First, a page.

The newest "it" career should have you on your toes: freelancing. According to an October 2017 Forbes article and the 2017 Freelancing in America survey, if freelancing continues to grow at its current rate, 50 percent of all employees in the US will be freelancers by 2027.
In 2017, there were 57.3 million freelancers, up from 53 million in 2014. Thirty-six percent of the US workforce freelanced last year, and the workforce grew from 156 million to 160 million in the same period.
While many freelancers also work full-time and freelance on the side for extra income, a growing number make their living freelancing. Why? The freedom and flexibility of being your own boss.
There are downsides, of course, like no paid vacations, but if you do it right, you can make it work.
Want to join the gig economy and enmesh yourself in freelance culture? Let's take at six strategies to get you there:
1. Stop making excuses
Fear of the unknown is a major cause of not making the leap. Don't be afraid to work for yourself. Don't keep making excuses why you won't do it.
Some of the most common excuses? You're better off in a full-time job. Maybe. Maybe not. Remember: nothing is permanent.
If you're worried about paying the bills, good for you, but don't worry too much. It's not too tough to get started and once you build up that client base, you're good to go. Some start freelancing on the side and keep their full-time jobs until they're ready to switch. Some are never ready to switch. Bottom line: make the best financial choice for your situation.
Don't think you're good enough? Fear networking? Fear not. If you're good, you'll always be busy. You'll never be busy if you don't put yourself out there, though.
Set your guidelines and goals, stop downplaying the idea, and get to work! You can do it!
There are lots of ways into the freelance life. Pick a path and go with it. Remember: nothing is permanent. If you make a mistake, you can pick a different path.
If you're a recent graduate or about to be, consider starting right out of school. Two things you'll need? Confidence and competence. You need to have a service you can sell--like writing, photography, or design--and the ability to produce, market, and sell it. You'll also have to network aggressively.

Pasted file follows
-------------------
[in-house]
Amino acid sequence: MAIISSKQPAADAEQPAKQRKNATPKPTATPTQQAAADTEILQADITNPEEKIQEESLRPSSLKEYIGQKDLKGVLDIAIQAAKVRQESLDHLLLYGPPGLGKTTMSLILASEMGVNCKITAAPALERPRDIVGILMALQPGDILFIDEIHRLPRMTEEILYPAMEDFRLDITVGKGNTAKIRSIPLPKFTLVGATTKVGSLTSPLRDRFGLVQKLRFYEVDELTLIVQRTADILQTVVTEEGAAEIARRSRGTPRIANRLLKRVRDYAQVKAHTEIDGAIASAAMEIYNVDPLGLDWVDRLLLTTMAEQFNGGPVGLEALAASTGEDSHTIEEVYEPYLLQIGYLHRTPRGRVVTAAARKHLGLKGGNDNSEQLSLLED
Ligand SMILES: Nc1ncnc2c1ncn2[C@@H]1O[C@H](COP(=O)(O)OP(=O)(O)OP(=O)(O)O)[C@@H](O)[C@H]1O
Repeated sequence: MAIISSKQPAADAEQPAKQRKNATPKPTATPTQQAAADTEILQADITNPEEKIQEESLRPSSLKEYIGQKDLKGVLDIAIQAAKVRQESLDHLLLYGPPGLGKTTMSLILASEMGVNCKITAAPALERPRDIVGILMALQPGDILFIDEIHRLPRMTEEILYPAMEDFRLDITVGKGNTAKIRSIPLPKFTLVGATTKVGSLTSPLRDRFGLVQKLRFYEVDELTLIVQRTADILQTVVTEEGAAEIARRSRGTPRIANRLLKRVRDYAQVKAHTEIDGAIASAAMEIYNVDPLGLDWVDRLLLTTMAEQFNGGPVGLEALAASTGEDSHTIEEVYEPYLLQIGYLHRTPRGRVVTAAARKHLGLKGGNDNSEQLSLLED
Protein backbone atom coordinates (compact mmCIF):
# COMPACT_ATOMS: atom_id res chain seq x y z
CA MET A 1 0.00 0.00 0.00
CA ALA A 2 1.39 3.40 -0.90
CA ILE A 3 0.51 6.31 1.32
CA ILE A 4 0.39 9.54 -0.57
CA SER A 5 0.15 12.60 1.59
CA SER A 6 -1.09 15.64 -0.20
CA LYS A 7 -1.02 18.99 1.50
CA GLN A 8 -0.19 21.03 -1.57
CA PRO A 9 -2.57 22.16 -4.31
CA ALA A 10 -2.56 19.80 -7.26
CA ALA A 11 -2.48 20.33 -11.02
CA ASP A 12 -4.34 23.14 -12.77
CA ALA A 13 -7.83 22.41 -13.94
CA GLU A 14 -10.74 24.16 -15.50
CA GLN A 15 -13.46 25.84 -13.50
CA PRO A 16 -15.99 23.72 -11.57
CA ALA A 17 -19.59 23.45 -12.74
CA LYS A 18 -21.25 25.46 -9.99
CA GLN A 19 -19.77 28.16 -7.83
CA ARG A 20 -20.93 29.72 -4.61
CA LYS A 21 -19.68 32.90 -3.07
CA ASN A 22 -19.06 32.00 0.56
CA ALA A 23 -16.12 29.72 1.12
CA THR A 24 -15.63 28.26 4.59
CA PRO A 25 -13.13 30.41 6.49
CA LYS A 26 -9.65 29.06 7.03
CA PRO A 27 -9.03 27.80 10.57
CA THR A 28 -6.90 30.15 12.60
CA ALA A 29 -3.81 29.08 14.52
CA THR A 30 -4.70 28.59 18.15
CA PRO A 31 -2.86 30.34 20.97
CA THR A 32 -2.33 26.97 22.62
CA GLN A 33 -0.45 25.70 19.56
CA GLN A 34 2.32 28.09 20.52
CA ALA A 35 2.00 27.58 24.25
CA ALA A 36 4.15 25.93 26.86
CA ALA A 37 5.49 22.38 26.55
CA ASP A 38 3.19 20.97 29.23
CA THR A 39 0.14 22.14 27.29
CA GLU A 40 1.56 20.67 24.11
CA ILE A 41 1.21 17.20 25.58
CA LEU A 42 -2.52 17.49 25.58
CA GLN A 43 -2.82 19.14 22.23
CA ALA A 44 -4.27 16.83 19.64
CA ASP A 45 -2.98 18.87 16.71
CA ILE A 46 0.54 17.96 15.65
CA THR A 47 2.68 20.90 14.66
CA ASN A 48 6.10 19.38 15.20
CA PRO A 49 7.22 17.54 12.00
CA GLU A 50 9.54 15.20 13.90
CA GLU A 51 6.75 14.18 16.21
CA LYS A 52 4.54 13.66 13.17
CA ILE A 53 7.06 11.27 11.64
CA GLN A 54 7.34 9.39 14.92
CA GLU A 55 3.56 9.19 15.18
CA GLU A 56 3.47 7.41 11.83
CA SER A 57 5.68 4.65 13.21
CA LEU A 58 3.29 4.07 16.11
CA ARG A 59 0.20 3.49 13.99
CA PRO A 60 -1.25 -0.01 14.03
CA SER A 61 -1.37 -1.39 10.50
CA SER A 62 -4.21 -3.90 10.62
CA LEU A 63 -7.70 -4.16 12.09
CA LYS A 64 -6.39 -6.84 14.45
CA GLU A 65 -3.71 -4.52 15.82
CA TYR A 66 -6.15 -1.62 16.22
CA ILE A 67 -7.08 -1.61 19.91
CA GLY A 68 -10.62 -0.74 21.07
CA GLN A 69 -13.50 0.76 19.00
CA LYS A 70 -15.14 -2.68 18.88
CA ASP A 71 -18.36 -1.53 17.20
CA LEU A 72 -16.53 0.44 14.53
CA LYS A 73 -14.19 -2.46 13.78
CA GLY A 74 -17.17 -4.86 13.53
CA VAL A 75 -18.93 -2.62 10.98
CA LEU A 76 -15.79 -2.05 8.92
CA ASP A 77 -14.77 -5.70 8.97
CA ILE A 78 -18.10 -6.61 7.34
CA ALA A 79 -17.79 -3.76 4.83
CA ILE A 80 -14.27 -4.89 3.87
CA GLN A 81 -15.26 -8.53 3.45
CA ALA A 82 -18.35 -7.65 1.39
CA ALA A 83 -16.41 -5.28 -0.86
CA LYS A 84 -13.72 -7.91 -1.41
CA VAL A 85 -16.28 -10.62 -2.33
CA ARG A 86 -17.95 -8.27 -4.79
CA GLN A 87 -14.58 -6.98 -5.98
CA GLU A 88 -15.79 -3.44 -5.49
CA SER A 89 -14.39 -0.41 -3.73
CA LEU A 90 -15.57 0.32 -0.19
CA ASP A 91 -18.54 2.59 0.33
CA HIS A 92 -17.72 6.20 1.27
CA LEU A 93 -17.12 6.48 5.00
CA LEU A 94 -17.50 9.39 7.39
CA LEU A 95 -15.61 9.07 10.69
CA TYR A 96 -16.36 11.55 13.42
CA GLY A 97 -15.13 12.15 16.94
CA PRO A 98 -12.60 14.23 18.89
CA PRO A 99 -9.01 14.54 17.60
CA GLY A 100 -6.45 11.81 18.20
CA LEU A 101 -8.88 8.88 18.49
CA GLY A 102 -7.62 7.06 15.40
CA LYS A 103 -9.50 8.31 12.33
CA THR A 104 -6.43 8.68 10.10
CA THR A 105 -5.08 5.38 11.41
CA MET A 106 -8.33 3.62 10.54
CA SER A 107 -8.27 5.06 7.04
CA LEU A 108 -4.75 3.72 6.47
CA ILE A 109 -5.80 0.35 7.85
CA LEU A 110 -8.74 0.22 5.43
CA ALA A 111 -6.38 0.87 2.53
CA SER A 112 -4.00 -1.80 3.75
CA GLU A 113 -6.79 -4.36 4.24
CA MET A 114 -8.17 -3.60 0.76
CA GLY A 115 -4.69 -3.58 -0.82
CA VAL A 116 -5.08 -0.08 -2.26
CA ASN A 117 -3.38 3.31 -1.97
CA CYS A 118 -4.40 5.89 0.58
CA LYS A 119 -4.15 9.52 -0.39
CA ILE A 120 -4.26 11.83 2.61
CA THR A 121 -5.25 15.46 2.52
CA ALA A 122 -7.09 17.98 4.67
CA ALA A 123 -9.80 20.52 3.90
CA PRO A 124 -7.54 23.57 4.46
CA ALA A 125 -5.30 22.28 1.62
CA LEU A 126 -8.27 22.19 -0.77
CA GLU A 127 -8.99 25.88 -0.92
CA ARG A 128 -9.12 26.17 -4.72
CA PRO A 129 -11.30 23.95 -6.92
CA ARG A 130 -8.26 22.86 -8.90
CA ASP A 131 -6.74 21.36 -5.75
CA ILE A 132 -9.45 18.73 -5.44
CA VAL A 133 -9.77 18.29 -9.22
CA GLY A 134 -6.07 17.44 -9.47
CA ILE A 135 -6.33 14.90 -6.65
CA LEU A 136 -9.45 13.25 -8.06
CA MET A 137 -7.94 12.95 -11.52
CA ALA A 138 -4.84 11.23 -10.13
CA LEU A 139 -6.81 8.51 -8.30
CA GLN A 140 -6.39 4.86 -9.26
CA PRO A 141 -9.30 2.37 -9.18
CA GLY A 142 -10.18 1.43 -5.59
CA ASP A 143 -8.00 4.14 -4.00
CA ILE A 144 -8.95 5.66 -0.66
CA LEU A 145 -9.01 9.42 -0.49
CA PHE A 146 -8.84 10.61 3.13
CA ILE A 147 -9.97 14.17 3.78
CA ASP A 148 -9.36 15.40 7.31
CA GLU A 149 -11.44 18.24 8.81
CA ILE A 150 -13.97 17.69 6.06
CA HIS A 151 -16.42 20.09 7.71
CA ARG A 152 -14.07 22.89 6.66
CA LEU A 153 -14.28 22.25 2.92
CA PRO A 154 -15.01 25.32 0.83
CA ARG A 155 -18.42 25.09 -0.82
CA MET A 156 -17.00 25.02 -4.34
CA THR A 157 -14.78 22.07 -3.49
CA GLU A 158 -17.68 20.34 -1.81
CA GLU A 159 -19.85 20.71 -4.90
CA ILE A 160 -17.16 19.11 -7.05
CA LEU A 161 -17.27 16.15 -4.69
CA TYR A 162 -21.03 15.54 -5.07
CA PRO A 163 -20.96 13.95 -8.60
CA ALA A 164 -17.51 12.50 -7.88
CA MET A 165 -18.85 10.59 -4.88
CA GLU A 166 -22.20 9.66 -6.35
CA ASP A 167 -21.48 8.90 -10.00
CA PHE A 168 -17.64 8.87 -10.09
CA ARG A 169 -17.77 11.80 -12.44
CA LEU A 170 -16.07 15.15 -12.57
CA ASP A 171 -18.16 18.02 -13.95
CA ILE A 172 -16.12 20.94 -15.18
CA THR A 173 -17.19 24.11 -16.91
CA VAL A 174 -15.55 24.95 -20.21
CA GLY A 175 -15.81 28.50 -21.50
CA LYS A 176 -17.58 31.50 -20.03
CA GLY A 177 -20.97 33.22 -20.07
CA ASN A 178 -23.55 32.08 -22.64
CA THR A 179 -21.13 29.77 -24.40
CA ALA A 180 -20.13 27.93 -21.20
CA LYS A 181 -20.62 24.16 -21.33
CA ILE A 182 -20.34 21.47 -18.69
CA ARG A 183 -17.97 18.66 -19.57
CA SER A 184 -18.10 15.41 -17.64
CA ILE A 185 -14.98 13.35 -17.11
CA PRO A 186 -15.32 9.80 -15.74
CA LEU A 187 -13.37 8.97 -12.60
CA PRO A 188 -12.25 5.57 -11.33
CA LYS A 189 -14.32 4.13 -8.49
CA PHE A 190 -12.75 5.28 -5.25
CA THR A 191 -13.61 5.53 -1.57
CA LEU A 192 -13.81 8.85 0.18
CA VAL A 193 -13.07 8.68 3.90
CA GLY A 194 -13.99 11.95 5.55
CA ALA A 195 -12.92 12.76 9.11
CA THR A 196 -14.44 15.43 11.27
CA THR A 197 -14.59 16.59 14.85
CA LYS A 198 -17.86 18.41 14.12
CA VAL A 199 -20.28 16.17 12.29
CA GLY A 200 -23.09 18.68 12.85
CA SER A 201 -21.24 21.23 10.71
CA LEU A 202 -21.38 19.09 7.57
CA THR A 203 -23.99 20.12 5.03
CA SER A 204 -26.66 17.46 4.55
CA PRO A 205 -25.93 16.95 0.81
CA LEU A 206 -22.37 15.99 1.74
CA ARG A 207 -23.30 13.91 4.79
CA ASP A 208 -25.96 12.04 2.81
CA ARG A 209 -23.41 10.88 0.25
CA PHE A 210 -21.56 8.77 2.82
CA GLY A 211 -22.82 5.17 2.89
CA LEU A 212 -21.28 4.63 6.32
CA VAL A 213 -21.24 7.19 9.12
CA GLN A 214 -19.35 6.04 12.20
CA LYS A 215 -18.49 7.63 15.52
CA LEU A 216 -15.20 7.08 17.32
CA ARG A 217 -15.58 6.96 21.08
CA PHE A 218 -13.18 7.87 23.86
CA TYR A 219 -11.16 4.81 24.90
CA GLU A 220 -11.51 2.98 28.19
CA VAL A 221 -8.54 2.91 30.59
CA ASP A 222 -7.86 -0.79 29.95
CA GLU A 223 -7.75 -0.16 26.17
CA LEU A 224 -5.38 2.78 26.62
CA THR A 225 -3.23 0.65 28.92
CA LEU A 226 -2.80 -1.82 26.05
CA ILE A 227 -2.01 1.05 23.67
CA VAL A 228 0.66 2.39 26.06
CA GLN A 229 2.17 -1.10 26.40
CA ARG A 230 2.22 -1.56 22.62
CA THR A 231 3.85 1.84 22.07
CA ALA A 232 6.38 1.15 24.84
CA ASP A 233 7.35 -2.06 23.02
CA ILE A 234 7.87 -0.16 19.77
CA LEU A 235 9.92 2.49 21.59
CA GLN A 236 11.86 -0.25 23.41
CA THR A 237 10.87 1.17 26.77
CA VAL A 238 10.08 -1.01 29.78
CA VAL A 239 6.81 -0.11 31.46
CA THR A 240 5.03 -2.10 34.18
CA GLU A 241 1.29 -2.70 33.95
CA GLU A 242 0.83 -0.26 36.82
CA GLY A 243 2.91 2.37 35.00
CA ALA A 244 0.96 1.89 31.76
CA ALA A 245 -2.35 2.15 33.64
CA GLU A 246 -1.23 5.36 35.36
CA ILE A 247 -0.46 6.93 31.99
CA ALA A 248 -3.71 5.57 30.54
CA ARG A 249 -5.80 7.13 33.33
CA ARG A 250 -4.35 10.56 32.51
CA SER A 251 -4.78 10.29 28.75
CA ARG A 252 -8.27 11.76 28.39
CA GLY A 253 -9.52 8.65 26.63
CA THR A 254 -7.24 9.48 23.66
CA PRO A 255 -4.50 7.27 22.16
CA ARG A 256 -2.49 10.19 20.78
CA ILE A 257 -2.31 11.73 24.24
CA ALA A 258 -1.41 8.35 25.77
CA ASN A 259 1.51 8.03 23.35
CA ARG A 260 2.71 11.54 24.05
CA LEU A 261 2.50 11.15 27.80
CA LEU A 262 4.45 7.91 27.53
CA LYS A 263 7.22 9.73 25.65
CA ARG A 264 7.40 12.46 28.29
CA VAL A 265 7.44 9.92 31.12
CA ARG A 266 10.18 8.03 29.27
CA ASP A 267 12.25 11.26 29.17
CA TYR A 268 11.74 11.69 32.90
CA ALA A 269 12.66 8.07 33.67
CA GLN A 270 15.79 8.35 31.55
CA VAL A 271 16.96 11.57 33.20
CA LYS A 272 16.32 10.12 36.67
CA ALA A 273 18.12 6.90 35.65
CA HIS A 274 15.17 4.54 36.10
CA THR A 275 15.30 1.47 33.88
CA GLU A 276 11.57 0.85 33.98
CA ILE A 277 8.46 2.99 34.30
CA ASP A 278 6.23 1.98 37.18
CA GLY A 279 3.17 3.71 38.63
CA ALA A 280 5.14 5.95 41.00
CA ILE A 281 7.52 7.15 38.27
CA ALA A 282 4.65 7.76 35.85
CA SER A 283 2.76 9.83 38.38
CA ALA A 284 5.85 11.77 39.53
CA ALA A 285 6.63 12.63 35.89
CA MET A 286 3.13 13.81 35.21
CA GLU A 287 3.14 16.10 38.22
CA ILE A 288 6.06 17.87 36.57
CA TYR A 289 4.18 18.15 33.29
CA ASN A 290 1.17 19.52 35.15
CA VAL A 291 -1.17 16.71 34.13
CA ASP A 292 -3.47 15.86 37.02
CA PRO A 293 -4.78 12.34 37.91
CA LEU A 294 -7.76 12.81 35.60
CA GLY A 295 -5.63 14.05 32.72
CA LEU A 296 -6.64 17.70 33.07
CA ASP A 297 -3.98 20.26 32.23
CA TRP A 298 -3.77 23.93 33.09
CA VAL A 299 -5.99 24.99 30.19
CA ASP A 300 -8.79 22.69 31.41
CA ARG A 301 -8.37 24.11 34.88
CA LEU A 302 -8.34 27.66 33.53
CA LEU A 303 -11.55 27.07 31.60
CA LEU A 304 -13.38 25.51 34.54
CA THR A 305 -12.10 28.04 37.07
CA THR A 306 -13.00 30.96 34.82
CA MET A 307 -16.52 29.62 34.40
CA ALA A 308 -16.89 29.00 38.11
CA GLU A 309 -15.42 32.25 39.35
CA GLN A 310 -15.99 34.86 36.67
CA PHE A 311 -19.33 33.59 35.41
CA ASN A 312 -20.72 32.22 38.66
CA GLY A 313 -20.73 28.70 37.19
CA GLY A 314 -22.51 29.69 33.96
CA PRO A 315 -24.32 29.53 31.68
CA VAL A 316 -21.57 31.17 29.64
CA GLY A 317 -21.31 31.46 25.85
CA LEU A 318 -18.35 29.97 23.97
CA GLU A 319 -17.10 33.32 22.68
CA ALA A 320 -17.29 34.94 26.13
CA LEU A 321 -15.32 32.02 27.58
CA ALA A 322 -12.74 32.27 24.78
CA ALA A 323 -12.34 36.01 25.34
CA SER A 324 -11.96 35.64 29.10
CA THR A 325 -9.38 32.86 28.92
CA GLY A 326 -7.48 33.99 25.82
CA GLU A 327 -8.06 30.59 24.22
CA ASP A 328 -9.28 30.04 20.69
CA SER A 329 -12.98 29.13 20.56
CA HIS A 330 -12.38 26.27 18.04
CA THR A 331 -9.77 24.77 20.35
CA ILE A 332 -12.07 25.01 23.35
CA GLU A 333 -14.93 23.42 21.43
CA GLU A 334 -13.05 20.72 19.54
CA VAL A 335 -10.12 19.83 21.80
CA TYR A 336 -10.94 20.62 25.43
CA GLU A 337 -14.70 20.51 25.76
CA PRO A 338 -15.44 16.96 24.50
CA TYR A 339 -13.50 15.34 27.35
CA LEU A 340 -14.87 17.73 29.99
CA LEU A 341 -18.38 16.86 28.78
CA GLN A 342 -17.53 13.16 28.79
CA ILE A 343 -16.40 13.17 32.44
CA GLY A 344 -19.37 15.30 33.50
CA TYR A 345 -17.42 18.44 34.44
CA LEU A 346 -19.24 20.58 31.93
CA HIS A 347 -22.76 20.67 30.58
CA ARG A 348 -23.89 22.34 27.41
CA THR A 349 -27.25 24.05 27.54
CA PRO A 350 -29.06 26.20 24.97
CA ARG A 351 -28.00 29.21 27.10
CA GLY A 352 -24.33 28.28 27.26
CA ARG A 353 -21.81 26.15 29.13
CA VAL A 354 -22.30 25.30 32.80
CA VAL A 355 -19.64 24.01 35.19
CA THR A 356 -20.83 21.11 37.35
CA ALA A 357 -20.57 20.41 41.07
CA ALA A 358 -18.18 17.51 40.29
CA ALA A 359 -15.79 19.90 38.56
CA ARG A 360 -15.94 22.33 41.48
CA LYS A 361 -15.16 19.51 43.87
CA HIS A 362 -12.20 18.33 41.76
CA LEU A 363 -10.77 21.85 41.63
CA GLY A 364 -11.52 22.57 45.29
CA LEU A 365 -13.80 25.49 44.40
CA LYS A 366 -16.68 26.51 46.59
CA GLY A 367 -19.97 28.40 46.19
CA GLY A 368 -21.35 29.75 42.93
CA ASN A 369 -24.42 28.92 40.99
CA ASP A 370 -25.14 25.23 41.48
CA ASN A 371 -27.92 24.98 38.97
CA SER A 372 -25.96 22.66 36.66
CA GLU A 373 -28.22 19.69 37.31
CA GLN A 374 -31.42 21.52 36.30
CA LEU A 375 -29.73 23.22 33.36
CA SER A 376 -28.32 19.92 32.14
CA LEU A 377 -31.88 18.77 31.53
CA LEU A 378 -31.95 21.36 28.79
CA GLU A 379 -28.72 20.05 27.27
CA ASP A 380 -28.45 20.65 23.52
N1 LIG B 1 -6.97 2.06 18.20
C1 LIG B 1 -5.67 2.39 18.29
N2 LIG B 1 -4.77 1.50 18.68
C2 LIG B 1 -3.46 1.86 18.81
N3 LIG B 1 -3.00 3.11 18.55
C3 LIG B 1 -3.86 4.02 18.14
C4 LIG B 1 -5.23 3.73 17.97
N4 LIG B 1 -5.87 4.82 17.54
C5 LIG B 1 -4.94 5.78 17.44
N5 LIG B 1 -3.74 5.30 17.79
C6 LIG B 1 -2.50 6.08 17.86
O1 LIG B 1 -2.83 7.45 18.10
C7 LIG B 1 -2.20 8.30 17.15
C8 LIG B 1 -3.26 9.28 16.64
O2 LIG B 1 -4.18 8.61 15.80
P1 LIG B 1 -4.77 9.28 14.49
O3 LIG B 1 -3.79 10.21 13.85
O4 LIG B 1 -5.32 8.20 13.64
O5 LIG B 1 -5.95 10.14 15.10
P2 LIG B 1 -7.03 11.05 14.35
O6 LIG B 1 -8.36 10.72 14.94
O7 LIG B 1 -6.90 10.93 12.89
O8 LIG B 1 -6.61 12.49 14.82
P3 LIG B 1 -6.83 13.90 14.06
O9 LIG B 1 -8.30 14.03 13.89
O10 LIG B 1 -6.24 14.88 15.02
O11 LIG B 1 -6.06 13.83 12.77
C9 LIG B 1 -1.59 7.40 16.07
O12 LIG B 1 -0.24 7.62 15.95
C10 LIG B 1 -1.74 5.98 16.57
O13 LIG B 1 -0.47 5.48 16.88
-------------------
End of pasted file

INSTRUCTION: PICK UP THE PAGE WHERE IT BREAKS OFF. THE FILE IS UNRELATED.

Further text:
For the more risk-averse? Test the waters first. Get a job, make some inroads, get yourself stable and start paying back those student loans. Then start on the side. See if you like it. You can always do both.
This strategy will also help if you get laid off. Give yourself something to fall back on if you need it.
Finally? Take a bold leap, even if you're in the middle of your career. You'll need to think about income, family responsibilities, and other factors, of course, but if you're ready, why not jump in?
3. Determine your financial needs
Here's the raw truth: when you freelance, you can't always depend on a salary. If it's just you, then you have a better shot. If you're looking to provide for a family, then you may want to reconsider. It helps to have a partner who has a full-time job, too.
Take stock of your financial needs: you need less than you think. Rent or mortgage and food are the basics. Your utilities? Well, if you need internet, count it in, but you probably don't need all the technology that you have in your house anyway.
Don't hide from your bank account, either. Keep track of your monthly expenses. Your income should exceed your outgoing cash--and you should develop a savings plan. You can do it--it just takes a bit of planning.
As crazy as it sounds, you need to incorporate exercise into your freelance plan. Why? No more commute. You're not walking or biking to work, or even taking the few steps out to your car every morning. You don't need to walk anywhere, really.
What does this mean? It means that any movement that you may have done in a traditional office setting doesn't happen anymore. It means that you need to incorporate some other kind of movement into your daily life.
5. Meet people in-person
You may network with people online, and that's great, but you also need to meet with clients in-person. Whenever possible, arrange face-to-face meetings with clients. If you can't? Use video conferencing tools, like Skype, Zoom, BlueJeans, or Facetime.
Why? You need personal connections in this field. Meet for coffee, discuss projects, and make yourself accessible. It works.
6. Establish a pricing structure
You need to charge your clients the right amount of money for your work. Too much? You outprice yourself. Too little? You make yourself less credible.
How much should you charge? Do some research. Find out what other freelancers in your field--and in your region--charge for similar work. Generally, freelancers earn more than salaried staff. Why? The employer doesn't have to pay taxes or benefits, like health or retirement. You do. That's why you need to charge more.
Also, consider fixed-price jobs. Here's an example: a logo artist charges $150 per hour for logo design. As a client, that amount might be off-putting. The logo designer could also charge $300 for a logo, which a client might be willing to pay. It depends on perspective and what a client wants. Something to consider, right?
Whatever you do, don't apologize. Find a balance, settle on a rate that suits you, and off you go.